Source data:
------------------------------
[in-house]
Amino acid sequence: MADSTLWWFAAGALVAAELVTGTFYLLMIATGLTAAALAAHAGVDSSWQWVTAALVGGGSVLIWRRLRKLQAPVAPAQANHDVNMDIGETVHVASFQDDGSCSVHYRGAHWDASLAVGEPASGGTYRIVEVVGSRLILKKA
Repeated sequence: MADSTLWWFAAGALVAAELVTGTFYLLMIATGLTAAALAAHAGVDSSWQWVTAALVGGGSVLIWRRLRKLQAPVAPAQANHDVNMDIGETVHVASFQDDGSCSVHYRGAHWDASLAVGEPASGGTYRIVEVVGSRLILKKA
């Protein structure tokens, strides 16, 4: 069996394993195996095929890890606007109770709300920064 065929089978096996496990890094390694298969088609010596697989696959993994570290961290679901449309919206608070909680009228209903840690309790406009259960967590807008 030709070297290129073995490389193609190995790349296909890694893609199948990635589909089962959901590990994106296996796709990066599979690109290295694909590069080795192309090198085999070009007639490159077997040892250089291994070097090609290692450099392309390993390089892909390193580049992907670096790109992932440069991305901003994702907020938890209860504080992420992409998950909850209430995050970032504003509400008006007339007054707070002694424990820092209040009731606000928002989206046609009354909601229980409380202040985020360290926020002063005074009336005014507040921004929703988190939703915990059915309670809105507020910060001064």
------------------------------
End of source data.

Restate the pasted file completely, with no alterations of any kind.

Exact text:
[in-house]
Amino acid sequence: MADSTLWWFAAGALVAAELVTGTFYLLMIATGLTAAALAAHAGVDSSWQWVTAALVGGGSVLIWRRLRKLQAPVAPAQANHDVNMDIGETVHVASFQDDGSCSVHYRGAHWDASLAVGEPASGGTYRIVEVVGSRLILKKA
Repeated sequence: MADSTLWWFAAGALVAAELVTGTFYLLMIATGLTAAALAAHAGVDSSWQWVTAALVGGGSVLIWRRLRKLQAPVAPAQANHDVNMDIGETVHVASFQDDGSCSVHYRGAHWDASLAVGEPASGGTYRIVEVVGSRLILKKA
């Protein structure tokens, strides 16, 4: 069996394993195996095929890890606007109770709300920064 065929089978096996496990890094390694298969088609010596697989696959993994570290961290679901449309919206608070909680009228209903840690309790406009259960967590807008 030709070297290129073995490389193609190995790349296909890694893609199948990635589909089962959901590990994106296996796709990066599979690109290295694909590069080795192309090198085999070009007639490159077997040892250089291994070097090609290692450099392309390993390089892909390193580049992907670096790109992932440069991305901003994702907020938890209860504080992420992409998950909850209430995050970032504003509400008006007339007054707070002694424990820092209040009731606000928002989206046609009354909601229980409380202040985020360290926020002063005074009336005014507040921004929703988190939703915990059915309670809105507020910060001064």